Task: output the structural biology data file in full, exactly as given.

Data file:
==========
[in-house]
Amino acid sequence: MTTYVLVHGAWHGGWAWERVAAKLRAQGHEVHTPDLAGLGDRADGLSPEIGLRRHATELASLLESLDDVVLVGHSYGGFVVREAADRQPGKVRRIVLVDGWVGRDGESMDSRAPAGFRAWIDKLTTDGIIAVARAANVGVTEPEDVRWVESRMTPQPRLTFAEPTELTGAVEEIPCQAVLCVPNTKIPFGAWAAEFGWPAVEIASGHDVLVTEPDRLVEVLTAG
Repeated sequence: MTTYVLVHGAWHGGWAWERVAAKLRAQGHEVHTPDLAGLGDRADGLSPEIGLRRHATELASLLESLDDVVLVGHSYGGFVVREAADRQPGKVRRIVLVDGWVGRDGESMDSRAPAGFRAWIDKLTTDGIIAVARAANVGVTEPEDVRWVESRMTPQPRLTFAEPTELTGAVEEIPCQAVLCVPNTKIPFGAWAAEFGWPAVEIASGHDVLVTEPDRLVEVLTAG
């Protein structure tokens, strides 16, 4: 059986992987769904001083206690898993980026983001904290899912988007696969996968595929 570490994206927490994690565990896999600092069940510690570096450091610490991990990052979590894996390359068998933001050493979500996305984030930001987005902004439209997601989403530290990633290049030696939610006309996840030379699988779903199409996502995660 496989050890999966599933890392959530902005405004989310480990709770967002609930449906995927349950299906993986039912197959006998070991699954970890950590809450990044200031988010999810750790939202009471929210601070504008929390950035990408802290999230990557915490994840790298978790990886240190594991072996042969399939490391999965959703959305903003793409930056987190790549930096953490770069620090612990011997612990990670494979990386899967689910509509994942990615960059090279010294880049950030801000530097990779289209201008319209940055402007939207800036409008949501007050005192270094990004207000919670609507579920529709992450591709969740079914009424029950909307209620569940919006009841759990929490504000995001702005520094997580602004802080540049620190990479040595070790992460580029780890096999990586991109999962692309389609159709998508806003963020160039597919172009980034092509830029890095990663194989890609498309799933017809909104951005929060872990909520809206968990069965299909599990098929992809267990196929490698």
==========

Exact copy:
[in-house]
Amino acid sequence: MTTYVLVHGAWHGGWAWERVAAKLRAQGHEVHTPDLAGLGDRADGLSPEIGLRRHATELASLLESLDDVVLVGHSYGGFVVREAADRQPGKVRRIVLVDGWVGRDGESMDSRAPAGFRAWIDKLTTDGIIAVARAANVGVTEPEDVRWVESRMTPQPRLTFAEPTELTGAVEEIPCQAVLCVPNTKIPFGAWAAEFGWPAVEIASGHDVLVTEPDRLVEVLTAG
Repeated sequence: MTTYVLVHGAWHGGWAWERVAAKLRAQGHEVHTPDLAGLGDRADGLSPEIGLRRHATELASLLESLDDVVLVGHSYGGFVVREAADRQPGKVRRIVLVDGWVGRDGESMDSRAPAGFRAWIDKLTTDGIIAVARAANVGVTEPEDVRWVESRMTPQPRLTFAEPTELTGAVEEIPCQAVLCVPNTKIPFGAWAAEFGWPAVEIASGHDVLVTEPDRLVEVLTAG
């Protein structure tokens, strides 16, 4: 059986992987769904001083206690898993980026983001904290899912988007696969996968595929 570490994206927490994690565990896999600092069940510690570096450091610490991990990052979590894996390359068998933001050493979500996305984030930001987005902004439209997601989403530290990633290049030696939610006309996840030379699988779903199409996502995660 496989050890999966599933890392959530902005405004989310480990709770967002609930449906995927349950299906993986039912197959006998070991699954970890950590809450990044200031988010999810750790939202009471929210601070504008929390950035990408802290999230990557915490994840790298978790990886240190594991072996042969399939490391999965959703959305903003793409930056987190790549930096953490770069620090612990011997612990990670494979990386899967689910509509994942990615960059090279010294880049950030801000530097990779289209201008319209940055402007939207800036409008949501007050005192270094990004207000919670609507579920529709992450591709969740079914009424029950909307209620569940919006009841759990929490504000995001702005520094997580602004802080540049620190990479040595070790992460580029780890096999990586991109999962692309389609159709998508806003963020160039597919172009980034092509830029890095990663194989890609498309799933017809909104951005929060872990909520809206968990069965299909599990098929992809267990196929490698």